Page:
Director Mehli Mehta and the American Youth Symphony made no seasonal concessions with their program Saturday night. The only chestnuts roasting in Royce Hall were repertory standards, warmed by spirited playing and the adulatory response of a near-capacity crowd.

On hand for Tchaikovsky’s Violin Concerto was Robert Chen, the Taiwanese violinist now living in Los Angeles. At 17 he is already a concert and competition veteran, who seems to have almost unlimited technical potential.

Chen reveled in both the pyrotechnical dazzle and the humalong tunes. His fingers were fleet and accurate, his bow nimble, and his warm tone projected well. His confidence was readily apparent and quite justified by the ease with which he handled all challenges.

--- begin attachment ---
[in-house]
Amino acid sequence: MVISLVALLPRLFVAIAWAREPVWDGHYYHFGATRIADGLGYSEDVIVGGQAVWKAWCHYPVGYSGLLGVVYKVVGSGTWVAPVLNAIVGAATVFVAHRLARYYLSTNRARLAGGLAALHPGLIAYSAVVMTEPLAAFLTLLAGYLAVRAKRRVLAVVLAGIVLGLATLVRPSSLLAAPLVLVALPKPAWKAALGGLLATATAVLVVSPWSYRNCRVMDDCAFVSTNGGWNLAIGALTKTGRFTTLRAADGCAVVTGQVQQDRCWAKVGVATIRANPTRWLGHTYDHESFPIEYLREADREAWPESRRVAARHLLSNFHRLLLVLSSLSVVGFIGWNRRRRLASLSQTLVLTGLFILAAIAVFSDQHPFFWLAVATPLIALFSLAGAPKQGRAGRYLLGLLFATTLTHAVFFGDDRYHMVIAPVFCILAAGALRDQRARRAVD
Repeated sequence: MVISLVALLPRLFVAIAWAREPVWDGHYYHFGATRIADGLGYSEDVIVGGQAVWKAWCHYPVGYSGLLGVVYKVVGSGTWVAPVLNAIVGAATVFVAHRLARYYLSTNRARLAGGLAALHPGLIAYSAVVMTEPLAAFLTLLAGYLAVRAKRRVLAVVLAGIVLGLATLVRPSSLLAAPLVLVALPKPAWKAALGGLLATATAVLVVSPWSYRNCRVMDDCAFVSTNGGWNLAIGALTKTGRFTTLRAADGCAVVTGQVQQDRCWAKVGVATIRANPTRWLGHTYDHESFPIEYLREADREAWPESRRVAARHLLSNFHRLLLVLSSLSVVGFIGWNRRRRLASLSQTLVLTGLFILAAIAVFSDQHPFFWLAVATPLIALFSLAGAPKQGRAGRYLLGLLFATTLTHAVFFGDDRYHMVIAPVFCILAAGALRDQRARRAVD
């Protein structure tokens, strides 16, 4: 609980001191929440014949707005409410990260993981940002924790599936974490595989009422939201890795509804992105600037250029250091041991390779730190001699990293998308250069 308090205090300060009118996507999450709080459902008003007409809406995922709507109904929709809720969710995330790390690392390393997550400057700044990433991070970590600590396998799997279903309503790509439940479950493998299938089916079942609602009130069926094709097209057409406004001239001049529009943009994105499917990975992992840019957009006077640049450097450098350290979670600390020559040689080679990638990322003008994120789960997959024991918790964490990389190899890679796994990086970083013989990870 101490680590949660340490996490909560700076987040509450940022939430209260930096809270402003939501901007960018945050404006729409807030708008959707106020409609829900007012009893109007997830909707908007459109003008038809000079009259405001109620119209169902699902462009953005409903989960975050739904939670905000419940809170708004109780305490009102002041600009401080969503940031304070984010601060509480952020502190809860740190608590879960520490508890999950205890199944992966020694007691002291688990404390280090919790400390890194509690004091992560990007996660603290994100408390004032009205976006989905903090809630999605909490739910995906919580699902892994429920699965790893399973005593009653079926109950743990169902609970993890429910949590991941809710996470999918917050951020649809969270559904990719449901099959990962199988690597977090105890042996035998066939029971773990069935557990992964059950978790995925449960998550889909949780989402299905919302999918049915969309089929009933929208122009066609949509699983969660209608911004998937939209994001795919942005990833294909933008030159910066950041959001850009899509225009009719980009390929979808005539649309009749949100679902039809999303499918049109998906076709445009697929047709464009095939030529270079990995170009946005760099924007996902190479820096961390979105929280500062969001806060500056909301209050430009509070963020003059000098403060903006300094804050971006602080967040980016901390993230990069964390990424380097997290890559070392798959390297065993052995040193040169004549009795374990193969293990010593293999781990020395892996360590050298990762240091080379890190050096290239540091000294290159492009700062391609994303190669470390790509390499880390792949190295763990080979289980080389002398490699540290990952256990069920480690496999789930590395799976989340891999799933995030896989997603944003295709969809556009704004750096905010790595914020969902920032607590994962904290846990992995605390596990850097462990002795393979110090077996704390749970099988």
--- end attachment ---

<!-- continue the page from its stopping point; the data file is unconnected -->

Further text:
There was little reverence for the printed page in Chen’s approach. He took the traditional cuts in the Finale and made his own variations here and there, like plucking one chord in the first movement cadenza instead of bowing it.

Despite that, Chen’s account seemed largely generic fiddling. He was always pushing in the slower, simpler sections of the outer movements, and he turned the Canzonetta into an off-the-rack lament.


Mehta and his orchestra matched pace smoothly with their impetuous soloist. Balances were always nicely gauged, and the woodwind solos poised and well-integrated.

The orchestra had its own blockbuster in the “Symphonie Fantastique” by Berlioz. Some strident sounds emerged from the strings and woodwinds, and there were occasional patches of misintonation. But there was also power and vigor to spare, in a typically eager, big-spirited performance.